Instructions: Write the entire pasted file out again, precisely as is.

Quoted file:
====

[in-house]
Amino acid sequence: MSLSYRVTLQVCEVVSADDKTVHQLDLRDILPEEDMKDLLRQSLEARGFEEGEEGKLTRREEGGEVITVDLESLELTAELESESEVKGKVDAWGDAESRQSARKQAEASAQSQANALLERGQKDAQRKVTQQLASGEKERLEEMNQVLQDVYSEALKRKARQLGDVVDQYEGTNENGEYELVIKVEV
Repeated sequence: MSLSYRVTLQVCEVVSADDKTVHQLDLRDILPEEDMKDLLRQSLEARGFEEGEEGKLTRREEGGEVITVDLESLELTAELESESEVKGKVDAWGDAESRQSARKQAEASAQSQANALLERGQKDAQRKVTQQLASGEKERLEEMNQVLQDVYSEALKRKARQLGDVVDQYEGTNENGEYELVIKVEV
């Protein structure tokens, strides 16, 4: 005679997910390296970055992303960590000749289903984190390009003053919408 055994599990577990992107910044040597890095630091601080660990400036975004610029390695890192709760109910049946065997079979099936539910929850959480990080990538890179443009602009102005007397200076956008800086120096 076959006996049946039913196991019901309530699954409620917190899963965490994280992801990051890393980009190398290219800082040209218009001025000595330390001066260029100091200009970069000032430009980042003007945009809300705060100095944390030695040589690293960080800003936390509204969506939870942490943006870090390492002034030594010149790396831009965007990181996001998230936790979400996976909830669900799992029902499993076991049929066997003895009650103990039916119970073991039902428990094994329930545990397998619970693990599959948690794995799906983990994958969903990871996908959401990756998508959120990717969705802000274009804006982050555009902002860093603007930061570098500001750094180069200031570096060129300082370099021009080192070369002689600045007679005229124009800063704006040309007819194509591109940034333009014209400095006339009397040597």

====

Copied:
[in-house]
Amino acid sequence: MSLSYRVTLQVCEVVSADDKTVHQLDLRDILPEEDMKDLLRQSLEARGFEEGEEGKLTRREEGGEVITVDLESLELTAELESESEVKGKVDAWGDAESRQSARKQAEASAQSQANALLERGQKDAQRKVTQQLASGEKERLEEMNQVLQDVYSEALKRKARQLGDVVDQYEGTNENGEYELVIKVEV
Repeated sequence: MSLSYRVTLQVCEVVSADDKTVHQLDLRDILPEEDMKDLLRQSLEARGFEEGEEGKLTRREEGGEVITVDLESLELTAELESESEVKGKVDAWGDAESRQSARKQAEASAQSQANALLERGQKDAQRKVTQQLASGEKERLEEMNQVLQDVYSEALKRKARQLGDVVDQYEGTNENGEYELVIKVEV
């Protein structure tokens, strides 16, 4: 005679997910390296970055992303960590000749289903984190390009003053919408 055994599990577990992107910044040597890095630091601080660990400036975004610029390695890192709760109910049946065997079979099936539910929850959480990080990538890179443009602009102005007397200076956008800086120096 076959006996049946039913196991019901309530699954409620917190899963965490994280992801990051890393980009190398290219800082040209218009001025000595330390001066260029100091200009970069000032430009980042003007945009809300705060100095944390030695040589690293960080800003936390509204969506939870942490943006870090390492002034030594010149790396831009965007990181996001998230936790979400996976909830669900799992029902499993076991049929066997003895009650103990039916119970073991039902428990094994329930545990397998619970693990599959948690794995799906983990994958969903990871996908959401990756998508959120990717969705802000274009804006982050555009902002860093603007930061570098500001750094180069200031570096060129300082370099021009080192070369002689600045007679005229124009800063704006040309007819194509591109940034333009014209400095006339009397040597």